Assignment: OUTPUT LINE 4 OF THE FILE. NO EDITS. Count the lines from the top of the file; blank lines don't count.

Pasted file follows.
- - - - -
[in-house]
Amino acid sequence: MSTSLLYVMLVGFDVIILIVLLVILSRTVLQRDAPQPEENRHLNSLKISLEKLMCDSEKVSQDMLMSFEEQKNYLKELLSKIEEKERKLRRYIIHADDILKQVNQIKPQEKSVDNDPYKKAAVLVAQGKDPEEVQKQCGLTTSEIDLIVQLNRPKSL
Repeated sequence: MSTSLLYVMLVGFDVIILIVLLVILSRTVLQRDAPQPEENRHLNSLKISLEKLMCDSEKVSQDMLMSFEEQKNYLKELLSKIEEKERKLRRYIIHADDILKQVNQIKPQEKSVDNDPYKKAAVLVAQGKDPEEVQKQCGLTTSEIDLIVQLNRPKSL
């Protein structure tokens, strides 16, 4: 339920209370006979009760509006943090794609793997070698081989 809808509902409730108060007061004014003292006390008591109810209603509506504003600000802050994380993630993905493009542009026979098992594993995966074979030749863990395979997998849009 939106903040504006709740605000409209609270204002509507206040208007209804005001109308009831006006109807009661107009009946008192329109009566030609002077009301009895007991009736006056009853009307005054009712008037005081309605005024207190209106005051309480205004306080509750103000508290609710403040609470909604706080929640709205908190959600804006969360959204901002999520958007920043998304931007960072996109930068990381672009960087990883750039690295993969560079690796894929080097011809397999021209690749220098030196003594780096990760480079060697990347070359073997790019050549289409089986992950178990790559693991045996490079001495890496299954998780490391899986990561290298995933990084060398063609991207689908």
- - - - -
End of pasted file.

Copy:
């Protein structure tokens, strides 16, 4: 339920209370006979009760509006943090794609793997070698081989 809808509902409730108060007061004014003292006390008591109810209603509506504003600000802050994380993630993905493009542009026979098992594993995966074979030749863990395979997998849009 939106903040504006709740605000409209609270204002509507206040208007209804005001109308009831006006109807009661107009009946008192329109009566030609002077009301009895007991009736006056009853009307005054009712008037005081309605005024207190209106005051309480205004306080509750103000508290609710403040609470909604706080929640709205908190959600804006969360959204901002999520958007920043998304931007960072996109930068990381672009960087990883750039690295993969560079690796894929080097011809397999021209690749220098030196003594780096990760480079060697990347070359073997790019050549289409089986992950178990790559693991045996490079001495890496299954998780490391899986990561290298995933990084060398063609991207689908």